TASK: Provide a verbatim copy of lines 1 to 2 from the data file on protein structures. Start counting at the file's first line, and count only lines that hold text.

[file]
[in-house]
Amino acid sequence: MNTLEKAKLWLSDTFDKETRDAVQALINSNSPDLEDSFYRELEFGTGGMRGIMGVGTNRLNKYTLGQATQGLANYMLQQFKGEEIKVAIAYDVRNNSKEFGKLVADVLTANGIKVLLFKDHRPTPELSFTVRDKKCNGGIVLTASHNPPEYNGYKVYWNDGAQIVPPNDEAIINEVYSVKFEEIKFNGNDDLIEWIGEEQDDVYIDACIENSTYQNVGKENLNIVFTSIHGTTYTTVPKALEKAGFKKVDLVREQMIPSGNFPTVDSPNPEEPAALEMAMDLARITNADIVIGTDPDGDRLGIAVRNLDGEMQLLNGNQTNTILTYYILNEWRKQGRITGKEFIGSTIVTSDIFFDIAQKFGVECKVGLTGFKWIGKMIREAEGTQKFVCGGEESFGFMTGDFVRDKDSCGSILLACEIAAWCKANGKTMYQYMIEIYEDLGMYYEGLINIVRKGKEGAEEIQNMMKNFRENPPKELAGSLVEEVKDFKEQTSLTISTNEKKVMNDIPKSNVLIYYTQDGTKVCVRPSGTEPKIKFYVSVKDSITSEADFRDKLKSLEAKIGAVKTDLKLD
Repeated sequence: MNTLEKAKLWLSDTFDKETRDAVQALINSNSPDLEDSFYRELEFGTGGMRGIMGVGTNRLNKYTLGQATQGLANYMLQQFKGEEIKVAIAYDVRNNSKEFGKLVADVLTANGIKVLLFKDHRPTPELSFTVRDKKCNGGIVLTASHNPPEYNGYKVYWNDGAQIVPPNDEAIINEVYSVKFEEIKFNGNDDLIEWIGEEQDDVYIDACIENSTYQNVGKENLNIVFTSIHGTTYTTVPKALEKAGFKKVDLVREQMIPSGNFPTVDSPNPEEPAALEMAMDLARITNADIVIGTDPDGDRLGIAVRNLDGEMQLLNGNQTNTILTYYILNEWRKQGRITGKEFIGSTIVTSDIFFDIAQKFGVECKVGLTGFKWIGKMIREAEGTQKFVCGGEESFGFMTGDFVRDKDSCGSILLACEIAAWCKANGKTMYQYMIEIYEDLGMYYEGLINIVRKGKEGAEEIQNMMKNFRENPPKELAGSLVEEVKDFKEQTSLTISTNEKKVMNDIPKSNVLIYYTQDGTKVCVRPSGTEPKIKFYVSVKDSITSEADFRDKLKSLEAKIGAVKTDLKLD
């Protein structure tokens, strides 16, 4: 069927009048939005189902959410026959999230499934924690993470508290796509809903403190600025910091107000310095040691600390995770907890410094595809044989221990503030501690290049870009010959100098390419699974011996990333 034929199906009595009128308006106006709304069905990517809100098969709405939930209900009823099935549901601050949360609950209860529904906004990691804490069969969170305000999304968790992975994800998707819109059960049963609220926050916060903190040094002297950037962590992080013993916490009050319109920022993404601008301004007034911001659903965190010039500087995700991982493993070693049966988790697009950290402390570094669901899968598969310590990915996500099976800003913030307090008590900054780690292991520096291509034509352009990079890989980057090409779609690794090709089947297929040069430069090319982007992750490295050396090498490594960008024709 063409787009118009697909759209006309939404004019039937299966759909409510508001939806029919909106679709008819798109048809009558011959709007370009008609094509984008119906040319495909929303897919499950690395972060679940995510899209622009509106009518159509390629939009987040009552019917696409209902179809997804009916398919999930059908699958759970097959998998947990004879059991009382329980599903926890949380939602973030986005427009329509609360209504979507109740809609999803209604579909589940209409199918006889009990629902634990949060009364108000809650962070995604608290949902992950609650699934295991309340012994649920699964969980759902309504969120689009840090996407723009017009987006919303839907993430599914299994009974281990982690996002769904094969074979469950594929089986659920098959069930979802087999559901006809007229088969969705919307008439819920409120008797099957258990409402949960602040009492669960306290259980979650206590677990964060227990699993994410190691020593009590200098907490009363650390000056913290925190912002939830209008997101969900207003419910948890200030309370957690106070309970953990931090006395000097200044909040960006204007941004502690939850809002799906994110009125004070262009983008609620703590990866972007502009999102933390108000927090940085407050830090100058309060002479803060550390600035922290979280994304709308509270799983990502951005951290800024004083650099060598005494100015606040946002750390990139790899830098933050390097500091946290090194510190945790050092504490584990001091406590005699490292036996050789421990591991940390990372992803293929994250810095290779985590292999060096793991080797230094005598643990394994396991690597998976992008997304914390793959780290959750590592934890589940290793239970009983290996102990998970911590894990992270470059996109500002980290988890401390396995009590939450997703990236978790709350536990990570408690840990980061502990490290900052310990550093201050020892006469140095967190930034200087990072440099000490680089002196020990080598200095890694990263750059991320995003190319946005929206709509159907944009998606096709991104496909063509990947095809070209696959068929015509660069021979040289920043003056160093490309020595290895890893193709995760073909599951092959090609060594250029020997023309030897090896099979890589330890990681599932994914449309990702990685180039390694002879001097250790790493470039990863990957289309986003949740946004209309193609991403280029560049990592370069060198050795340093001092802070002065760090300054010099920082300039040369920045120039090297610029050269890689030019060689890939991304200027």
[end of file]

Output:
[in-house]
Amino acid sequence: MNTLEKAKLWLSDTFDKETRDAVQALINSNSPDLEDSFYRELEFGTGGMRGIMGVGTNRLNKYTLGQATQGLANYMLQQFKGEEIKVAIAYDVRNNSKEFGKLVADVLTANGIKVLLFKDHRPTPELSFTVRDKKCNGGIVLTASHNPPEYNGYKVYWNDGAQIVPPNDEAIINEVYSVKFEEIKFNGNDDLIEWIGEEQDDVYIDACIENSTYQNVGKENLNIVFTSIHGTTYTTVPKALEKAGFKKVDLVREQMIPSGNFPTVDSPNPEEPAALEMAMDLARITNADIVIGTDPDGDRLGIAVRNLDGEMQLLNGNQTNTILTYYILNEWRKQGRITGKEFIGSTIVTSDIFFDIAQKFGVECKVGLTGFKWIGKMIREAEGTQKFVCGGEESFGFMTGDFVRDKDSCGSILLACEIAAWCKANGKTMYQYMIEIYEDLGMYYEGLINIVRKGKEGAEEIQNMMKNFRENPPKELAGSLVEEVKDFKEQTSLTISTNEKKVMNDIPKSNVLIYYTQDGTKVCVRPSGTEPKIKFYVSVKDSITSEADFRDKLKSLEAKIGAVKTDLKLD